The siren call of ‘bring-backery’
From Brexit through to the election of Donald Trump, the rise of so-called populism around the world has a number of different drivers, but one that unites them: a feeling among certain sections of society that things were better ‘before’.
Before what, however, remains far from clear. But all the analysis of the Brexit vote has shown that the idea of an independent island that fought the dark powers of fascism across the sea – and against the odds came out victorious – played at least a part in some people’s thinking. The raft of films on that very subject over recent years shows that Hollywood has certainly tapped into that feeling.
This world view has also found its way into politics, as demonstrated by the success of Trump and his pledge to ‘Make America Great Again’, with its assumption that America used to be ‘great’, but has more recently been less so. Again, when exactly America was great – and indeed, when it stopped being great – is far from clear.
Former universities minister David (now Lord) Willetts had a term for all this nostalgia pervading into modern politics and shaping the policies of the future: bring-backery. For decades, wistfully looking towards the past for the ideas of the future never ventured from the fringes of politics, but today it has become much more mainstream.
Here in the UK, this week’s events have also provided a platform for this pernicious dogma to take hold. The collapse of Carillion, and its subsequent fallout, has been fallen upon with glee by Jeremy Corbyn and the Labour party, which has used the event as a prime example of why it is so right to want to bring PFI contracts back in-house.
However, another incident this week has somewhat undermined Corbyn’s unwavering belief that everything is better in the public sector – although this appears to have flown much more under the radar in the current climate of attacking those nasty private sector profiteers.
For it has emerged this week that living conditions at Liverpool prison are among the worst that inspectors have ever encountered. Had this facility been run by Serco, G4S or the like, there would have been an even greater outcry from Corbyn and his team over the evils of private sector involvement in public services.
Awkwardly for the Labour leadership’s world view, though, Liverpool is run by the public sector.
What this shows is that the belief that public is always better may not always be the case. And while I’m not arguing that the private sector will in every case perform better than the public sector, taking a hard line approach on either side is surely missing out on the opportunity to find the best solution for each individual case.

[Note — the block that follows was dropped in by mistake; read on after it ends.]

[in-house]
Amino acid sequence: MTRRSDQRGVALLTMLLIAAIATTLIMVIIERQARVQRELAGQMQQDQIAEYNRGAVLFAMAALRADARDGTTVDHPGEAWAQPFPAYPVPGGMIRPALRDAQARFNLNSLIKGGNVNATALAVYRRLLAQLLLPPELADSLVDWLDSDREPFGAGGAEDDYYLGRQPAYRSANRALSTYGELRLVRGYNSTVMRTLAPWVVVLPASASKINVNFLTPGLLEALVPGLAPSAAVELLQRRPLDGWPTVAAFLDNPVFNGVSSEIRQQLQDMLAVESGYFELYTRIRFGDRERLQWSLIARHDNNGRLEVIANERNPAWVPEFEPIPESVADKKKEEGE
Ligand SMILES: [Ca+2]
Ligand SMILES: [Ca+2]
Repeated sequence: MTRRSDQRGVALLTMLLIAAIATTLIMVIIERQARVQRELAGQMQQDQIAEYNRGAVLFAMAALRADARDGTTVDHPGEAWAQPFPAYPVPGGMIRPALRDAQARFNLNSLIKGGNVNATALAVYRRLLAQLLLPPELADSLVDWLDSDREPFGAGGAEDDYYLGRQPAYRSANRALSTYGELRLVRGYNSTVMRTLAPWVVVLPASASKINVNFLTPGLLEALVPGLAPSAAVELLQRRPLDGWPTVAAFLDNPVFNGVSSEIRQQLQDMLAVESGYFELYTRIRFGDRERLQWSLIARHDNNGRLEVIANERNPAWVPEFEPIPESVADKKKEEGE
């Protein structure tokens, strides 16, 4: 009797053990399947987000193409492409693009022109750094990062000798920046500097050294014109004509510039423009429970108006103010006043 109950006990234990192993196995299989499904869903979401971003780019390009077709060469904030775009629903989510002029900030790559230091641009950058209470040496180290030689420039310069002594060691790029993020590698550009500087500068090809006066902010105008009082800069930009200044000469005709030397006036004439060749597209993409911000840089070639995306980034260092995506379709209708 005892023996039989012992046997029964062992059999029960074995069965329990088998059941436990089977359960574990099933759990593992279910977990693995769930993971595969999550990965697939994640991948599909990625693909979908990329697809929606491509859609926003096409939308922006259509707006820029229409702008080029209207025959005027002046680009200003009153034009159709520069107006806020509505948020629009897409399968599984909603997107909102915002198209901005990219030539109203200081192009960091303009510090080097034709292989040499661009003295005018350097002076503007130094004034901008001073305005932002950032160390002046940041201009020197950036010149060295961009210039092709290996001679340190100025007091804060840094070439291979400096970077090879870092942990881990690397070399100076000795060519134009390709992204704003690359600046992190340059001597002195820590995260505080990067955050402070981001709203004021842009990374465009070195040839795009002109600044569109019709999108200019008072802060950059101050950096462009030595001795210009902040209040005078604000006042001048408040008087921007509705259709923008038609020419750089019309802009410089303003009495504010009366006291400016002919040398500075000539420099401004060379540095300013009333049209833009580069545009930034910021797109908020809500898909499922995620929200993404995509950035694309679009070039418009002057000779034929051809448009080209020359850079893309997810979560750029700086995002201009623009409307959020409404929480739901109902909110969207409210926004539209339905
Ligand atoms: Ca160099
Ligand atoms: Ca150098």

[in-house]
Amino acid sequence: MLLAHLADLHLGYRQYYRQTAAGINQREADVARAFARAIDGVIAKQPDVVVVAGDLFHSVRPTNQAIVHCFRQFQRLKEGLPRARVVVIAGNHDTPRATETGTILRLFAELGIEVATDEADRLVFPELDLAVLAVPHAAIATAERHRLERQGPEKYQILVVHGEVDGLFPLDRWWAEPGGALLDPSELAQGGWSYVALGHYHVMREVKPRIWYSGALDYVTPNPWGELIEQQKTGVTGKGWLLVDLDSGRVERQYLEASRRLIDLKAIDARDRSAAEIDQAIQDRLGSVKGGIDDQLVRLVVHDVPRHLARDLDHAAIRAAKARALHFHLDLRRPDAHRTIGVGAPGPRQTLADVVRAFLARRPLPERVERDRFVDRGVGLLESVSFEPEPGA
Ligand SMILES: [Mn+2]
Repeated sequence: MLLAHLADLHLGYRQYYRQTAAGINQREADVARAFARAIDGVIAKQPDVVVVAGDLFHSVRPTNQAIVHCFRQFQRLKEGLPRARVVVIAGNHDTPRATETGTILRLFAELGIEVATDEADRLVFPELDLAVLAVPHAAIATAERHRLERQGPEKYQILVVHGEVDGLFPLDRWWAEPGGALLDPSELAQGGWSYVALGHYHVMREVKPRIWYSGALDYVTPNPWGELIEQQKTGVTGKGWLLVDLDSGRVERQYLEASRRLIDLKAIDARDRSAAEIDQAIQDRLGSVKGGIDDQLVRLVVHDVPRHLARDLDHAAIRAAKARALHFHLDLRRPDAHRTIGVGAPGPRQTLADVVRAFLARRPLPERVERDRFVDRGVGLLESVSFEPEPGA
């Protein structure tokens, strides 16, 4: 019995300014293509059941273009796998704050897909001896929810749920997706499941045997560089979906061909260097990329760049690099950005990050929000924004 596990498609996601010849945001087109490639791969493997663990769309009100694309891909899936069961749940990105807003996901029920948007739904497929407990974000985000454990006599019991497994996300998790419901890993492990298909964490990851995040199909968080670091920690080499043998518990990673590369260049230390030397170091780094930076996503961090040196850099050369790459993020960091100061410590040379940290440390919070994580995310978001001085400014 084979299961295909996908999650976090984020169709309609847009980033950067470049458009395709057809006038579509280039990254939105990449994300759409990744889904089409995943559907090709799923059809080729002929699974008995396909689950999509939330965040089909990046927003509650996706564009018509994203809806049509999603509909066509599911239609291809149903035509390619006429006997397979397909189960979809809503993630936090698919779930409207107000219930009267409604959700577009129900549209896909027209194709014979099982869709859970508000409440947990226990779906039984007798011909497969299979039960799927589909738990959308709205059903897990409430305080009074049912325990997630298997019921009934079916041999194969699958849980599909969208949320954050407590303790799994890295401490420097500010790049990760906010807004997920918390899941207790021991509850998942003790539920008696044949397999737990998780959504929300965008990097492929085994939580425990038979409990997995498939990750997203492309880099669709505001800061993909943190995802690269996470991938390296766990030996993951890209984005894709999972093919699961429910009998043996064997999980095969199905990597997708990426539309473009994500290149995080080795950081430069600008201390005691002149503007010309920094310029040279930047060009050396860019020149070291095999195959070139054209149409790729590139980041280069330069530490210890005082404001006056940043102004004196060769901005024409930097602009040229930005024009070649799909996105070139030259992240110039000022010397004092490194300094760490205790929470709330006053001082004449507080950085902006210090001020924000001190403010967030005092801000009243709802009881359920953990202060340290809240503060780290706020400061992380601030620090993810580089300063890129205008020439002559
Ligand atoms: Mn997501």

Corbyn’s bring-backery has also been notable when it comes to the trains. But perhaps notably, his slogan has not been ‘Bring back British Rail’. Given that British Rail was often the punchline of jokes in the decades before privatisation, such a notion would probably be quite quickly dismissed. That should serve as a reminder that just because something happened in the past, there may actually be some good reasons why society stopped doing it that way.
So how do we move forward?
When it comes to the world of PFI, there is a growing acceptance around the world now that each project needs to be considered on its own merits – and not be based on an ideologically driven approach that only one method can provide value for money.
This is, at least, recognised by Cabinet Office minister David Lidington, who said in his statement to Parliament on the Carillion situation: “It is not a question of private-public, one good and the other bad; it is a question of seeking to drive forward the highest standards, whatever the form of provision.”
Making sure that those in government recognise this will be an important part of ensuring that the lessons of the past are learned and that the future approach is not simply a case of dogma, but is about deciding which approach can provide the best value and benefit.